• Rich Scheenstra

Controversy

My primary responsibility when decorating our artificial Christmas tree each year is to put on the lights. Okay, it’s my only responsibility. I’ve really liked our Christmas tree lights. They’ve had just the right brightness, just the right distance from one another, striking the right balance between allure and mystery. I’m not sure where we got the lights, but it must’ve been when Marg Bryce, a member of Bellevue Reformed Church, gave us her already well-used tree 20 Christmases ago. Maybe they came with the tree. For me, the tree and the lights have always belonged together.


After another successful mounting of the lights post-Thanksgiving, I noticed a couple of days ago that one of the strings had quit working. All my usual fixes were unsuccessful. The light string was dead. After Sharon’s unfruitful trip to Walmart, I went to Menard’s where I splurged on a string of $15 multicolored LED Christmas lights. After a futile effort to replace the dead string of lights without disturbing the ornaments, Sharon, always a good sport, said she’d take all the ornaments off the tree.


Later, while Sharon attended a Zoom poetry reading, I began restringing the lights, starting with my new LEDs. The box said the lights could be strung out up to 27 feet. So I assumed one string would probably more than cover our tree of modest height and berth. That didn’t prove to be the case – not even close. So I figured, no problem. I’ll just add one of the old strings, which did the trick. Except that the new lights were really bright, and overshadowed the subtlety and mystery of the old PERFECT lights.


After two more trips to Menard’s (don’t ask), and the removal of both the new LED lights and the old muted, mysterious PERFECT lights, I started over with new $3.95 strings of multicolored lights that did the trick, sort of. They still feel too bright, and I realize with regret this morning that Advent will never be the same without our old lights, our old PERFECT lights.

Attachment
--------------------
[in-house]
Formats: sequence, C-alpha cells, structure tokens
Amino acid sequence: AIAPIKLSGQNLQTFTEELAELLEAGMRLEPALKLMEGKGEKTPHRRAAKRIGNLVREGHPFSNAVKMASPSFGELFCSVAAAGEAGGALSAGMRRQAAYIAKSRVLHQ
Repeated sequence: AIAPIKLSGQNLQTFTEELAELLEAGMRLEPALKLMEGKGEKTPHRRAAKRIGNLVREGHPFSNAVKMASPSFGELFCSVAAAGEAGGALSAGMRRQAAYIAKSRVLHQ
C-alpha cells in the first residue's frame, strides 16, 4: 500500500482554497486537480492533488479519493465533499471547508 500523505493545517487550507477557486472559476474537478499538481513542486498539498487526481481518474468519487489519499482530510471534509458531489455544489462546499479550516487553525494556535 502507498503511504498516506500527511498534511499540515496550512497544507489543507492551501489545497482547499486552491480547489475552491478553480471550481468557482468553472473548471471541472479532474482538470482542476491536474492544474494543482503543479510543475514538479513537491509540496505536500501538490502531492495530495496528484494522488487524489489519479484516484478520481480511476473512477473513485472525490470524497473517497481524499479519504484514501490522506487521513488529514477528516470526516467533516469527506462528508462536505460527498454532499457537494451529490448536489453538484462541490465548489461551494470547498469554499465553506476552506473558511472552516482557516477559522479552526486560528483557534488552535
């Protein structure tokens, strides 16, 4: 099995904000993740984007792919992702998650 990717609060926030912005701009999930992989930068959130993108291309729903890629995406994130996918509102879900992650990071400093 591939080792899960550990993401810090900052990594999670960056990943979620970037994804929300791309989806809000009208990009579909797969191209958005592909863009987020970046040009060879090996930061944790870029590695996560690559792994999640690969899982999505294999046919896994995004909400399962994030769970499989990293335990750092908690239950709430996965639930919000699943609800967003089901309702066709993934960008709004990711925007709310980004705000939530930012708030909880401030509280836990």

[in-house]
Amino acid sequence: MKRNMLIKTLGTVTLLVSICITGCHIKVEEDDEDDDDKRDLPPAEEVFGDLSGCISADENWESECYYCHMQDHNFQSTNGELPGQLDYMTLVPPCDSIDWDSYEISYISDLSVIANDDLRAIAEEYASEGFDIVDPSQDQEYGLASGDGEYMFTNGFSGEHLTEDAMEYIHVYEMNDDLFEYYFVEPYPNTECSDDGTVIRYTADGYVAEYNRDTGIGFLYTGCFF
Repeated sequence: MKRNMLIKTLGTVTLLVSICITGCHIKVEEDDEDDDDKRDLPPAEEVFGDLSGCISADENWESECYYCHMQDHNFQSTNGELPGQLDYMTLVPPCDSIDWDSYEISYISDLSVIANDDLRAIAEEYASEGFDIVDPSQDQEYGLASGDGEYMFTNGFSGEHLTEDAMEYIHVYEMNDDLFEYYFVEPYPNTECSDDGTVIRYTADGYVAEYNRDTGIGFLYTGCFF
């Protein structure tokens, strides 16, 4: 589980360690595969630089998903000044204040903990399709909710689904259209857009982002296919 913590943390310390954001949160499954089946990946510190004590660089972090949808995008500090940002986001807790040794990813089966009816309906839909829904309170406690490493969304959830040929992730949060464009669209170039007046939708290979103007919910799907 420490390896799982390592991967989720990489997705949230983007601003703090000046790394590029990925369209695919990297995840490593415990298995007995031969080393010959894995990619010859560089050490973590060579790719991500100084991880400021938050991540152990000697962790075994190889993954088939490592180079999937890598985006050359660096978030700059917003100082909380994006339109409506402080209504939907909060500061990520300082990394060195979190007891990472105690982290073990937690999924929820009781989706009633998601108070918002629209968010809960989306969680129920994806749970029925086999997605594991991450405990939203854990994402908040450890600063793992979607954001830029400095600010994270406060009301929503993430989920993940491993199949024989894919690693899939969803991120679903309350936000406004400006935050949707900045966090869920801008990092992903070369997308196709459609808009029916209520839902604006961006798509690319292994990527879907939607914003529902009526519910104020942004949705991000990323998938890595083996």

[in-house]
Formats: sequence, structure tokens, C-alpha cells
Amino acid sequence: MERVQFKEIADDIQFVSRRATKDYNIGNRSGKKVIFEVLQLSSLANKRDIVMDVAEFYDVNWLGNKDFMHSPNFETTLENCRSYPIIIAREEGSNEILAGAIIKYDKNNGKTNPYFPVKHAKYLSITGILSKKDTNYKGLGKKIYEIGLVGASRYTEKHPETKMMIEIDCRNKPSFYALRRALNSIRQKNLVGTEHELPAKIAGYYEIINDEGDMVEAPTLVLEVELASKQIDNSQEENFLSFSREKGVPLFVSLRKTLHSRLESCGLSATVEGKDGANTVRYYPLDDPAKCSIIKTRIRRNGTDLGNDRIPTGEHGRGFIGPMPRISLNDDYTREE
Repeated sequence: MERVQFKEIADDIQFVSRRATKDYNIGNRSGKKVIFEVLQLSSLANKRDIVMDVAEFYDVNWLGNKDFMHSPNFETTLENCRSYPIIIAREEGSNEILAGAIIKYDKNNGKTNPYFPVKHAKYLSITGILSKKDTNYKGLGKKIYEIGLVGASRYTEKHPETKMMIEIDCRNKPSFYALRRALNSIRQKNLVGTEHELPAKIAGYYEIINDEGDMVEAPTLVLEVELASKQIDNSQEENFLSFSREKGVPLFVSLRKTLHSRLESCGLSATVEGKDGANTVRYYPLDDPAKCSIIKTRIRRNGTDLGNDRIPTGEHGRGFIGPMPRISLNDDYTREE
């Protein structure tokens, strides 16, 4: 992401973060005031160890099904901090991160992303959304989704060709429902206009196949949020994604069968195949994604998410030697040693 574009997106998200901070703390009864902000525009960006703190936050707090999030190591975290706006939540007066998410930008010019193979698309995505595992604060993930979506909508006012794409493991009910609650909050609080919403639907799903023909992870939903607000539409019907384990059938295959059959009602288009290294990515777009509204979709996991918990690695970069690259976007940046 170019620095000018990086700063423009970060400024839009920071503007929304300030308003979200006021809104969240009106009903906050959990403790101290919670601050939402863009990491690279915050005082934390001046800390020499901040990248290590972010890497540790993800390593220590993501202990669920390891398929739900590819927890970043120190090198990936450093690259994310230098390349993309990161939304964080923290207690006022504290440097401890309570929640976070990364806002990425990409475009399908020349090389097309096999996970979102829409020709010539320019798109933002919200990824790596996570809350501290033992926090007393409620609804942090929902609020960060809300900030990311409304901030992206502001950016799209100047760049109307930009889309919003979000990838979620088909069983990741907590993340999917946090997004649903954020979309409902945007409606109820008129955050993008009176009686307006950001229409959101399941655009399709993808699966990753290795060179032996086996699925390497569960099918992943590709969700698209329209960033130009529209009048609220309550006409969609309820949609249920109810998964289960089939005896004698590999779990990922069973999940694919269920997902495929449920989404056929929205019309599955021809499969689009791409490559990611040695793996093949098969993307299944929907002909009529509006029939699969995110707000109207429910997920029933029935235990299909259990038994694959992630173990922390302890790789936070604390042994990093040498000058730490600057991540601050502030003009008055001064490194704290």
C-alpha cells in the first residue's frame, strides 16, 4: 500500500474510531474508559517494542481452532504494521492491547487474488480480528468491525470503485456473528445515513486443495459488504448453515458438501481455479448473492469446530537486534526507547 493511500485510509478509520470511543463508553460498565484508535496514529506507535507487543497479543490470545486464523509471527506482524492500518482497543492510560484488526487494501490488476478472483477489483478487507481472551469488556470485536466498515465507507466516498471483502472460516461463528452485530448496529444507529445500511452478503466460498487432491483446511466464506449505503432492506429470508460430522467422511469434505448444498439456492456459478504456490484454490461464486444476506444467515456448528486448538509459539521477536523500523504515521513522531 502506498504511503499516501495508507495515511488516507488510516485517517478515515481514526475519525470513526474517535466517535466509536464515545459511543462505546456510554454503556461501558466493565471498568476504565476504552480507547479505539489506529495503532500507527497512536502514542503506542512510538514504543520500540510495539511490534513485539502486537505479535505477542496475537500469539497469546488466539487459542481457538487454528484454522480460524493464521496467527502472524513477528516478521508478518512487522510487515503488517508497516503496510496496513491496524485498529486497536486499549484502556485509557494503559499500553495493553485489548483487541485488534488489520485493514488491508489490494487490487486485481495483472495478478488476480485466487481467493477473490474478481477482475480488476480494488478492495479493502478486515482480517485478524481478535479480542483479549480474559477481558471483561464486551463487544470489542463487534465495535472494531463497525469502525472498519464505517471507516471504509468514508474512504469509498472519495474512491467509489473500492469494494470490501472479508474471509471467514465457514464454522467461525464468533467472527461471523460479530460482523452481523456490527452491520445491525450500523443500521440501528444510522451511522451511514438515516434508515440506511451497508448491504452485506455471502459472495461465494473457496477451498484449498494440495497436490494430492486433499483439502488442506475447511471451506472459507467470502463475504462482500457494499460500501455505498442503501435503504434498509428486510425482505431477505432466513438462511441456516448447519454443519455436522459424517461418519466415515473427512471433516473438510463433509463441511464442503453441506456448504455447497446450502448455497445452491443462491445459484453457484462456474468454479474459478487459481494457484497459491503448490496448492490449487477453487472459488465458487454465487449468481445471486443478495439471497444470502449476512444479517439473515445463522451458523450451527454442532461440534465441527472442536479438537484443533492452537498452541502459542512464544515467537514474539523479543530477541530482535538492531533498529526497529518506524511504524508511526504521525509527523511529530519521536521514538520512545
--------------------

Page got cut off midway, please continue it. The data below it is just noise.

Of course, they weren’t perfect, or they wouldn’t have died.


From what I can see during this particular Advent, a lot of things seem to be dying. A lot of what I’ve known and experienced as “church,” how this country has functioned as a democracy, our perceptions of basic facts, even how we interpret the weather – the old paradigms and mental models for almost everything aren’t working so well anymore. Covid has definitely played a part, and seems to be forcing us into a future that no one is able to name.


Part of me wants to retreat, become a contemplative, turn my life into a hermitage, lay low, keep my head down. Certainly avoid saying anything controversial on this blog. But that would be a waste of your time and mine, whatever time I have left. I suspect none of you needs another devotional to read. I remain passionate about Jesus, and there has never been anyone more controversial. His conception was controversial. His birth was controversial. What he did to his parents on a trip to Jerusalem was controversial. His ministry was controversial from start to finish. His death has always been controversial. The same can be said about his resurrection. His divinity, his humanity, his authority and how he chooses to exercise it, these too have been controversial. Not just Christ but Christians have been controversial, though not always for the best reasons. I’m guessing that if Christ were to come this Advent, what he’d say and do would be controversial for all of us.


Any true mystery invites not just wonder but wrestling. I suspect that when Mary pondered she also wrestled – with her circumstances, her role, and the disparity between what she’d imagined and the actual reality of being the mother of God’s messiah and son. She was certainly more feisty that many of us give her credit for. Like her son, who refused to be boxed in by anyone’s assumptions and expectations.


A lot of people try to box Jesus in with their understanding of what Christians call “the gospel.” For example, their understanding of the gospel may be that it’s God’s PERFECT plan to get people into heaven. But what if that’s not the gospel Jesus taught? I’m not saying the heaven thing isn’t true (far from it), but what if it’s not the actual gospel? What if what many have labeled the gospel is actually more of a sidebar, something quite a bit smaller than Jesus’ gospel, the gospel he refers to in today’s Matthew reading: “And this gospel of the kingdom will be preached throughout the whole inhabited world.... (24:14)?


So what’s the “kingdom?” And what’s our place in it?


I hope you’ll join me in wrestling with these questions. It’s likely to be uncomfortable, and probably controversial.


Like the first Advent. The real one.




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